Soup’s On! Fill Your Bowl With Hope

Published 4:38 pm Monday, October 5, 2015

Local potter Jim Cullen has been instrumental in organizing the Polk County community’s version of the Empty Bowl project. (Photo by Michael O'Hearn)

Local potter Jim Cullen has been instrumental in organizing the Polk County community’s version of the Empty Bowl project. (Photo by Michael O’Hearn)

An empty bowl can be a good thing, depending on what you do with it.

Not just any ol’ bowl, but a handmade pottery bowl made by someone who wanted to help make the world a better place. A bowl that contributes to an effort to feed needy people in the community. It might be a slick wheel-thrown bowl made by an accomplished local potter. Or it might be a primitive hand-formed bowl made by a child. Each has its own charm — especially when you know why it was made.

On Saturday, Oct. 10, Thermal Belt Outreach Ministry will have about 200 bowls that will be filled with gourmet soup and the hope that the Foothills community will come out to Overmountain Vineyards to eat, drink, and be merry and at the same time raise money to feed our local citizens who are going hungry.

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Point of fact: about one out of four children in Polk County is likely to not have enough to eat today or any other day. Professionals in the charity business call this “food insecurity,” but needy people call it not having enough to eat.

Officially, this is another Empty Bowls project. Empty Bowls is a grassroots charity project that started 25 years ago when a high school teacher wanted his students to do something to help their community in Michigan. They made pottery bowls, got local restaurants to donate soup, and invited the public to get the bowls and the soup for a donation. That money was then given to a charity of their choosing. From that humble beginning, Empty Bowls has gone worldwide with dozens of communities joining potters and charities together to feed the needy. Millions of dollars have been raised. Each effort is different in the details, yet they all share in the basic concept, and no one answers to a higher authority, such as a headquarters or oversight agency.

Locally, Thermal Belt Outreach Ministries partnered with Tryon Arts & Crafts School. Outreach brought the need and administrative know-how to the table. TACS brought pottery skills and much-needed equipment and space.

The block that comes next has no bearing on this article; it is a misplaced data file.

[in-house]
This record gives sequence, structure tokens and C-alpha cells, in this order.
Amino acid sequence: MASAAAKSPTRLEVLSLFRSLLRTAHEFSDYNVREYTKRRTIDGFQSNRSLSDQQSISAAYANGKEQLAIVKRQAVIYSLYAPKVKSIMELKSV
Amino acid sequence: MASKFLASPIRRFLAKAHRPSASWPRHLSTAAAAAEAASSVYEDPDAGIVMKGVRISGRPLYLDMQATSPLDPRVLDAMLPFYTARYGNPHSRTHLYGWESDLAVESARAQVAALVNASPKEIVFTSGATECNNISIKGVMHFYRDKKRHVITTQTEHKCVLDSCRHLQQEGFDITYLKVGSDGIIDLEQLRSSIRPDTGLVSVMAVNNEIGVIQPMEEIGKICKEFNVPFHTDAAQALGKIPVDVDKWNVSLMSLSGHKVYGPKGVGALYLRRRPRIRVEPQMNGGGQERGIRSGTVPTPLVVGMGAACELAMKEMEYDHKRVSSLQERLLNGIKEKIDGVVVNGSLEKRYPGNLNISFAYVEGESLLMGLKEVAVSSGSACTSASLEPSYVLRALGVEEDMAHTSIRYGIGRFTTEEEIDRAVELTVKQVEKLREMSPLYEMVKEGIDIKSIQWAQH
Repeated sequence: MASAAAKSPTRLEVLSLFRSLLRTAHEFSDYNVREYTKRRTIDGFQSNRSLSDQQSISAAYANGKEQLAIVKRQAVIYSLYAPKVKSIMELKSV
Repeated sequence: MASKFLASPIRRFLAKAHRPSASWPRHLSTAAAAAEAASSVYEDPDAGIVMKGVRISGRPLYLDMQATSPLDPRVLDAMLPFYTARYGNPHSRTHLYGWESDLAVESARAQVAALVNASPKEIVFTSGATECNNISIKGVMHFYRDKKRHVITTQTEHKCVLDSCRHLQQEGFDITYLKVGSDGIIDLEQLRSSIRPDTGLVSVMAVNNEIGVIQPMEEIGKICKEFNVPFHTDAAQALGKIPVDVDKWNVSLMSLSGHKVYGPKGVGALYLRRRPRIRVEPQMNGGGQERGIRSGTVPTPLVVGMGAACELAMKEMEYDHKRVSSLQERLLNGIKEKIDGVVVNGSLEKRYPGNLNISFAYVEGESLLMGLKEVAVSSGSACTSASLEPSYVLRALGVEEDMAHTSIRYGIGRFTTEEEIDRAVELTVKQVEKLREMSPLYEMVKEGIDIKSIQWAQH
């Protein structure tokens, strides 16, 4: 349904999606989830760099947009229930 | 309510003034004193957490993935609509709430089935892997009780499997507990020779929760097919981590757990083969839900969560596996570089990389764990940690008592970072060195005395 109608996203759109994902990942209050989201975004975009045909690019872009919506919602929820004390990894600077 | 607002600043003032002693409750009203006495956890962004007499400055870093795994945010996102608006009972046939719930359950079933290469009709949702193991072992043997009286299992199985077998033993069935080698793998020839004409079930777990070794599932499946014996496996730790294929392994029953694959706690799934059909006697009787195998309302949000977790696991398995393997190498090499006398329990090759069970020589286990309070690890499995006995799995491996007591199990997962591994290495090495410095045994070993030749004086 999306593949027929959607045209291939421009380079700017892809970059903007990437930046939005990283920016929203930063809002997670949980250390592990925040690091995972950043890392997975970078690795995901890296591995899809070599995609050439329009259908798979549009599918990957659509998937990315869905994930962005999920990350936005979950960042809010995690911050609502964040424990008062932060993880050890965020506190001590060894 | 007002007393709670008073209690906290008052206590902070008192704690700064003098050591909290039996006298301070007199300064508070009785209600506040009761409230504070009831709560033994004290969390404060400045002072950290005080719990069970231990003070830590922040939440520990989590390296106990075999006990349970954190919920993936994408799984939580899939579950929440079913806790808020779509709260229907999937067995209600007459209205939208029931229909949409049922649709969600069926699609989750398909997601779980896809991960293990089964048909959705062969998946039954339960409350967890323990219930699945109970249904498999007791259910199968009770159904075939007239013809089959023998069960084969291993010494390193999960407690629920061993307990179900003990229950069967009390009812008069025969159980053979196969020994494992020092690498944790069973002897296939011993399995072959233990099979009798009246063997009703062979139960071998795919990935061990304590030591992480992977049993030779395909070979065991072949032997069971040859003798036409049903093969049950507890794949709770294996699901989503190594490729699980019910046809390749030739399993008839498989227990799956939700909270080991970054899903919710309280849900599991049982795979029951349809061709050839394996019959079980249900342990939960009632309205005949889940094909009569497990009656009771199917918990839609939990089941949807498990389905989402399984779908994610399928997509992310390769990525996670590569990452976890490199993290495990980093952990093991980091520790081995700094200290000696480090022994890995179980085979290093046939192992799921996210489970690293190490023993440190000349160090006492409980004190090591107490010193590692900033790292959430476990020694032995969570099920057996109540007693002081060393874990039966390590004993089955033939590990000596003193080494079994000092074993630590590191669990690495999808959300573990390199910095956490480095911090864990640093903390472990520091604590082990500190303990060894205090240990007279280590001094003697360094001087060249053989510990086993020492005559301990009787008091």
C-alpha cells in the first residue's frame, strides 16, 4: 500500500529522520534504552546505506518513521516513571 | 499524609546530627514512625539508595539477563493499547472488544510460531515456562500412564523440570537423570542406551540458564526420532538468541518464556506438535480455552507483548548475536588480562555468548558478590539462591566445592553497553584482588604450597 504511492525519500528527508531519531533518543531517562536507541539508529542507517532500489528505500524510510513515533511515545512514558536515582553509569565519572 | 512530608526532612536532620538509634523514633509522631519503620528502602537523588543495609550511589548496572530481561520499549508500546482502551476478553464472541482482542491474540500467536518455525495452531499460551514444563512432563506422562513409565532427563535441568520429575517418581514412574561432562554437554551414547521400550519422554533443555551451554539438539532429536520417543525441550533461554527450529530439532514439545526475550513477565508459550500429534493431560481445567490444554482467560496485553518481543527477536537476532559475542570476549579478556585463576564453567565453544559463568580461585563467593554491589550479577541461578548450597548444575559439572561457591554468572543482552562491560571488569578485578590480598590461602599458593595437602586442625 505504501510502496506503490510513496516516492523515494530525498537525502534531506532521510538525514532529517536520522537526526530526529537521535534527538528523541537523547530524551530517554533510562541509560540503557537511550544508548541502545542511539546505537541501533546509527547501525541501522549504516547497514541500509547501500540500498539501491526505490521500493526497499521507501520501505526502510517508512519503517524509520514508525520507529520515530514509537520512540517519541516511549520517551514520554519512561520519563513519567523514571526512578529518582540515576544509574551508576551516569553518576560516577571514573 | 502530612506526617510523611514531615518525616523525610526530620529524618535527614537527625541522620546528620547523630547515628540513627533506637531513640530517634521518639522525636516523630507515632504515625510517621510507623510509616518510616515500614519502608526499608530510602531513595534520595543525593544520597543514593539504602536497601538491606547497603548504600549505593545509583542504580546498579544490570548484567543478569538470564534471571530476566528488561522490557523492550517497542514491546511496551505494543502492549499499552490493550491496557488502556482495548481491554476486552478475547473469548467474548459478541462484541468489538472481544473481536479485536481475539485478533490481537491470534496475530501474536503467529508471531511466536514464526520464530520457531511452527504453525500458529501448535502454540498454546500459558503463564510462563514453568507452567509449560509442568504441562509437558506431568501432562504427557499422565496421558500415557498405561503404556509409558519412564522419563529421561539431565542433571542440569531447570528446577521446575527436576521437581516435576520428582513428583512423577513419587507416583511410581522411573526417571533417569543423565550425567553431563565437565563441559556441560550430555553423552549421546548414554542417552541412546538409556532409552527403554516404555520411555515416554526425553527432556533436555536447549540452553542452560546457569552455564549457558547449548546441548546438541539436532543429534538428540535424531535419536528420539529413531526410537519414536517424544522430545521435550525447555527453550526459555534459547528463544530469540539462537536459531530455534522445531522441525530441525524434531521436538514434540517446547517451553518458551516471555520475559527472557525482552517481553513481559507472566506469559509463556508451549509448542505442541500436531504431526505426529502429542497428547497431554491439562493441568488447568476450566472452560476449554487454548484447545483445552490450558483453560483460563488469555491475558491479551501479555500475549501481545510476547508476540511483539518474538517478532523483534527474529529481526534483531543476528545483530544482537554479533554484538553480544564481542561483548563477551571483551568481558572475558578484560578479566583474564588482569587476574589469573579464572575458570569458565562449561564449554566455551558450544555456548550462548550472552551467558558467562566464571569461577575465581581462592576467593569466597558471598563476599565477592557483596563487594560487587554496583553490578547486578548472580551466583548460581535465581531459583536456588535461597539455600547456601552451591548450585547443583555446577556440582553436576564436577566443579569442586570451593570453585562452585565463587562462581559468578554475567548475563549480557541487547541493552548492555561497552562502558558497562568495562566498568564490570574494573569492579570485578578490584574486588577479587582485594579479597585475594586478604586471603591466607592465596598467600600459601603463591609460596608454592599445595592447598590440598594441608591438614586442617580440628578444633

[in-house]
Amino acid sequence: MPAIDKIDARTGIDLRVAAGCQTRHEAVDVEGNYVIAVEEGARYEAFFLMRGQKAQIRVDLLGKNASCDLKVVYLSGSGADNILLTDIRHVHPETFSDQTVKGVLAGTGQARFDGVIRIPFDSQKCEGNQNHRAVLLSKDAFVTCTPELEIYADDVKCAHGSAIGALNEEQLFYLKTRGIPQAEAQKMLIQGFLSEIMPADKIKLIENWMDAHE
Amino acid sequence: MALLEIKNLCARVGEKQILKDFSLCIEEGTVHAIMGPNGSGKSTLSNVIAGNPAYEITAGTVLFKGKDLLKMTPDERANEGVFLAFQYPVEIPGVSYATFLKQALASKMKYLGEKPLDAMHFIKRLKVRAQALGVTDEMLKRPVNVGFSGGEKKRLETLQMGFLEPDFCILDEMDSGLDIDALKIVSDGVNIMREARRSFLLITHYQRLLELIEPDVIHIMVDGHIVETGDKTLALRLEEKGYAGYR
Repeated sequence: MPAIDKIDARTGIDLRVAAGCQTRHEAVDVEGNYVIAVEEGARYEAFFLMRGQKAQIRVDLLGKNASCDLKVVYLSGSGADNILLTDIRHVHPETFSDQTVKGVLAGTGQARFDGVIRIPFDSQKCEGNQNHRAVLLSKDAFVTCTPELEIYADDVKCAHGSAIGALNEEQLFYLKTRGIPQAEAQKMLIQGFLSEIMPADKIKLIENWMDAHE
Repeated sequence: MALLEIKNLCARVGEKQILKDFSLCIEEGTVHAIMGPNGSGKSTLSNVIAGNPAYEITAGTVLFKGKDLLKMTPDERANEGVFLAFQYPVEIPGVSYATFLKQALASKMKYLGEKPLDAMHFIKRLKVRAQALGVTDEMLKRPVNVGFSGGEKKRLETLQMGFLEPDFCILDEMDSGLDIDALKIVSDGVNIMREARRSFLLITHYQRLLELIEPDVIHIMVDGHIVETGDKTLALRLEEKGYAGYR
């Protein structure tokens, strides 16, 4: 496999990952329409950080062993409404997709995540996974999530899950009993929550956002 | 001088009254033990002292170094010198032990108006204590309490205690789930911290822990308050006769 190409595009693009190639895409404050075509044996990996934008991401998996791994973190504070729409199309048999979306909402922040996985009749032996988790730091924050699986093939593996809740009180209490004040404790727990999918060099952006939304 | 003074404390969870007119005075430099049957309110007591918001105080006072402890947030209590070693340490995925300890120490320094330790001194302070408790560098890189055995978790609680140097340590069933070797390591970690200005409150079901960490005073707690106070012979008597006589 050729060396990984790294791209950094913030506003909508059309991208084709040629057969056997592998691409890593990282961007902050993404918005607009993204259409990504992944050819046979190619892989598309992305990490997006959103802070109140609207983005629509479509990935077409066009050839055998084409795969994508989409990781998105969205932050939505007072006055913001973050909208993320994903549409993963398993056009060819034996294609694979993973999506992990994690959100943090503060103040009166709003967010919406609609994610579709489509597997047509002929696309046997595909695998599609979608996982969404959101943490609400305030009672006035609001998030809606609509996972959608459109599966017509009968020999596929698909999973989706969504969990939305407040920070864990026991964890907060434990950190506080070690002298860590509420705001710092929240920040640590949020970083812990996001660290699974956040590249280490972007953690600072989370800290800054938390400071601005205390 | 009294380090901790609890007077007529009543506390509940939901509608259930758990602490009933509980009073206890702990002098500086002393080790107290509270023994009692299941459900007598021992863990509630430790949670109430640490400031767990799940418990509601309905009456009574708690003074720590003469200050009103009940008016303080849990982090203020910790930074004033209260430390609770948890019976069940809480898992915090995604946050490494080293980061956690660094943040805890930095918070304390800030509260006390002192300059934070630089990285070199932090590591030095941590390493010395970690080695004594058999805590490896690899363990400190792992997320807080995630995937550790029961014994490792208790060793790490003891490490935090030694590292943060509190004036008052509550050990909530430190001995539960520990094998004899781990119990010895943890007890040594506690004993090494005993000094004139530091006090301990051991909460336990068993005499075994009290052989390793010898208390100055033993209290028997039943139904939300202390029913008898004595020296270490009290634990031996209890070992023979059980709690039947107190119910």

During this past summer, the school hosted several bowl-making events, where anyone could make one or more bowls. No talent or money was needed. Local potter Jim Cullen, who started and spearheaded Spartanburg’s very successful Hub City Empty Bowls project, made sure there would be clay, instruction, and follow-up — follow-up being the painting, glazing, and firing of the bowls. The result is about 200 bowls are now ready for filling.

Come Oct. 10, those colorful pottery bowls will be waiting at Overmountain Vineyards for socially responsible people to take them home. Not only will the owners get a very warm feeling of doing the right thing, they will get to eat soup provided by Stone Soup, Southside Smokehouse, Larkin’s Carolina Grill, and Giardini Trattoria. Among the soups will be Larkin’s She Crab Soup and Southside’s Cabbage, Apple and Sausage soup. At least one other soup will be vegetarian. In addition, Cool Mama’s Bakery and Southern Manners will provide desserts. Iced tea and water will be provided, and for those who want to imbibe, Overmountain Vineyards will be selling wine, beer, and hard cider. Tickets for bowls and eating privileges are $25 each. Young people, 6-15, will eat all they want for $5 each, and anyone younger than 6 can eat for free.

Imagine: sitting outdoors among the manicured vineyards on a fall evening (4-7 p.m.) eating some of the best soup you’ve ever had, drinking wine, and listening to live music by Phil & Gaye Johnson, noted local musicians of acoustic Americana, a blending of traditional and contemporary, folk, bluegrass, and country music. The sun is going down, the soup is gourmet, the wine is fine, the music is soothing, and you have a little pottery bowl filled with the hope that someone less fortunate might have enough eat in the days to come. Every time you pull that bowl out of your kitchen cabinet, you’ll be reminded of the good it represents.

To buy your tickets, please visit Tickets can also purchased at The Tryon Daily Bulletin’s office in downtown Tryon or at Thermal Belt Outreach office at 134 White Drive in Columbus.